All images: Western Areas.

THE nickel market is in the midst of major disruption as two distinct commodity segments appear – nickel sulphate for the fast growing EV market, and the traditional stainless steel market, dominated by lower grade ferronickel. In Australia, Western Areas is very well placed to seize the advantage as high grade nickel demand continues to grow.




It’s been more than a decade since nickel prices went into free fall from a peak of $51,600 per tonne (t).

Now – despite continued price volatility and large supply inventories – market fundamentals are looking healthier than they have in years, with a burgeoning electric vehicle (EV) sector looks set to put a rocket under the demand for high grade Nickel production.

It is important to note that low-grade laterite supply from Indonesia and the Philippines which led to the initial price plunge is not currently suitable for battery-grade nickel sulphate. In fact, potentially almost half of the world’s current production will never be converted economically into sulphate.

In November, a research note from UBS designated nickel among its top commodity picks over the next two to five years due to the rapid rise of EV use. The view echoed a consensus positive outlook from miners.

Last year, Glencore told analysts that nickel production would need to increase 1.2 million tonnes by 2030 – more than 50 per cent of current global production – to keep up with demand from the battery industry.


Western Areas


In early January, the Western Areas share price had climbed to a 52-week high of $3.53. By late January it was still 30 per cent higher on the same time last year.

Western Areas chief executive Dan Lougher said the positive share price surge mirrored a similar spike in January 2017 – with one key difference.

“Funnily enough, if you look back at Western Areas in January last year the stock had a hard run almost identical to what has happened this year,” he said.

“Except in January 2017 Indonesia started to relax their ban a bit and that caused chaos.

“We aren’t expecting any of that this year, so it looks like a good start.”

Western Areas is Australia’s second largest sulphide nickel miner, producing between 22,000 and 25,000 nickel tonnes per annum from its Flying Fox and Spotted Quoll mines – two of the lowest cost and highest grade nickel operations in the world.

The miner had another strong year of production in 2017 while advancing its key growth projects, including the construction of the Mill Recovery Enhancement Project (MREP) at Forrestania and the delivery of a pre-feasibility study (PFS) on the Odysseus project at Cosmos.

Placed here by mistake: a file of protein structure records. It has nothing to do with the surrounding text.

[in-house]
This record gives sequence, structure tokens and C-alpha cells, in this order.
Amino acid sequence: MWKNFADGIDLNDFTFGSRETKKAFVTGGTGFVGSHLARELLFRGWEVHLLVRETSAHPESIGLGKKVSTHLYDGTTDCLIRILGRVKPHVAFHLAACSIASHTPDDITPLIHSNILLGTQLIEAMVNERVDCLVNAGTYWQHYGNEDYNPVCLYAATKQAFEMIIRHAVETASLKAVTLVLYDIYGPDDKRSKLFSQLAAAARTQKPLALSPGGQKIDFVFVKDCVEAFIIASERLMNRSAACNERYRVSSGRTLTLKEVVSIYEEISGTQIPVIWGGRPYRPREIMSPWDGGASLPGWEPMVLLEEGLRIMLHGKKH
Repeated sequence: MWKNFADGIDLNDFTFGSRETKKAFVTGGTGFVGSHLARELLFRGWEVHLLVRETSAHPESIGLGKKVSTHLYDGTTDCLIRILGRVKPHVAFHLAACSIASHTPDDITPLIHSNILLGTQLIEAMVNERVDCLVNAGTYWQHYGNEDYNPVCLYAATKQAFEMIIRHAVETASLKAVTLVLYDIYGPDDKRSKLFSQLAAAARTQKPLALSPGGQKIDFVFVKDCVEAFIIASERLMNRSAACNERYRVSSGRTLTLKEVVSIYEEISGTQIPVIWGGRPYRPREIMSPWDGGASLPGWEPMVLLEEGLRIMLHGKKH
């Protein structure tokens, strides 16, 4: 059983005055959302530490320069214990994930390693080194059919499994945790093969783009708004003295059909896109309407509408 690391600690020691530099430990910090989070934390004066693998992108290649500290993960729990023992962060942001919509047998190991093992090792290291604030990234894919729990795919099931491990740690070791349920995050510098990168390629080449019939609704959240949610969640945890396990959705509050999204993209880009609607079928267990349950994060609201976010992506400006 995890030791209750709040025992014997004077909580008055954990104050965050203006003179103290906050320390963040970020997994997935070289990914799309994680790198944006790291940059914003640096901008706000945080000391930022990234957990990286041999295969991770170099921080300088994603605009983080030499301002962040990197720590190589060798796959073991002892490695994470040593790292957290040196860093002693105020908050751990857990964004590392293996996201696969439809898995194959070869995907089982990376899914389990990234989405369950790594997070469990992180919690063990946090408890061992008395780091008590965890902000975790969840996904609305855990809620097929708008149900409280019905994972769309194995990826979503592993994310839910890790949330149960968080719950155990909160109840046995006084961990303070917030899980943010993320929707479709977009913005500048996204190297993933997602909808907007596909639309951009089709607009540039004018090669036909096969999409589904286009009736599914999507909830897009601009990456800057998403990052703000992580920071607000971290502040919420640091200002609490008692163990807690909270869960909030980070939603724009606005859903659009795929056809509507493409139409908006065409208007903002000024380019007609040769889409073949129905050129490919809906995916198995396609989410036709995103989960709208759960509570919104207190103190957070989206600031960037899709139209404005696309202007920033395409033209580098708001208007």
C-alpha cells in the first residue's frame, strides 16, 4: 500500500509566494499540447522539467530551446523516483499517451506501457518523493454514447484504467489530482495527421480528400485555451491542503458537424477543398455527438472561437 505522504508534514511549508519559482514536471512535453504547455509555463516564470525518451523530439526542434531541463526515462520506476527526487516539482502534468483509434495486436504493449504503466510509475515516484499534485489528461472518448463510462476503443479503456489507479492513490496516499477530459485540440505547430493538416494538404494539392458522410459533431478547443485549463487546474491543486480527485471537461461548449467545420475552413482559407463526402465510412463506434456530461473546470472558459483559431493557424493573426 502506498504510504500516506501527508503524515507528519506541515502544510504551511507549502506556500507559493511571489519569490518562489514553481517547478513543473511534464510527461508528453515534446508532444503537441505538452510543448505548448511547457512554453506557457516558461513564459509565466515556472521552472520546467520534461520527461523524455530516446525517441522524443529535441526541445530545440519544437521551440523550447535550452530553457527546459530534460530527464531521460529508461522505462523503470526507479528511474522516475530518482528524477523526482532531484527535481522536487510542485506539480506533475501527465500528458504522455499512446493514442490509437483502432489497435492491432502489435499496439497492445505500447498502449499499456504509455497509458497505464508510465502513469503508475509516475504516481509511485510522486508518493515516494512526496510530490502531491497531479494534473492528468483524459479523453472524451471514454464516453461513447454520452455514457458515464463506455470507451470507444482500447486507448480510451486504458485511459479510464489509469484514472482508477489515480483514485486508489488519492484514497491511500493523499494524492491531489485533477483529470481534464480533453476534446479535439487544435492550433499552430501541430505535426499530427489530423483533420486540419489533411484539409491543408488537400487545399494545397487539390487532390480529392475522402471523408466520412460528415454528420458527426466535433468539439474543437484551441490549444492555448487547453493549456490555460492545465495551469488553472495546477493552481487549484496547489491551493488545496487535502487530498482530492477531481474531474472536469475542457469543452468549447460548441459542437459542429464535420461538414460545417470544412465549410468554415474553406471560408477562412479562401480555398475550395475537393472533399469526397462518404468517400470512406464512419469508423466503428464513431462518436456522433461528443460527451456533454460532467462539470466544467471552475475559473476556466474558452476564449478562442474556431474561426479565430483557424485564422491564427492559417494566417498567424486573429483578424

“At the end of the day the company has worked very hard at positioning itself where we are today,” Mr Lougher said.

“2017 wasn’t a bad year, but in terms of price it wasn’t brilliant.

“But we decided to build the (MREP) which is almost complete, we brought costs back, and we came out with a PFS and are now working on a feasibility study for the Odysseus project.

“We did a lot of what I call ‘preparation work’.”





Tapping an emerging market


Western Areas identified the emerging trend towards nickel demand for battery manufacture a few years ago, when it started seriously discussing the disruptive potential of the EV market.

“Nickel is a well know battery product, so it doesn’t surprise me that it has come out as a key component of the Li-ion battery,” Mr Lougher said.

“The new [lithium-ion battery] technology is going to be eight parts nickel, one part cobalt, one part manganese.

That product is going to become more and more common which is going to be a major demand driver, Mr Lougher said.


“I can certainly remember people telling us to get off the bandwagon, and I still get people asking me – ‘are you really buying into these projections for EV?’” he said.


“You just have to listen to what’s happening in some of the smaller countries already. Some European countries will be banning all internal combustions engine vehicles.

“History will show us that when these things take hold they run pretty hard.”


MREP: a product for the battery supply chain


In April last year, Western Areas gave the go ahead for the Mill Recovery Enhancement Project (MREP), which will create a product for the EV battery supply chain from a specific cut of the live tailings stream that was previously discarded.

This innovative process will generate high value product for sale directly into the battery manufacturing market.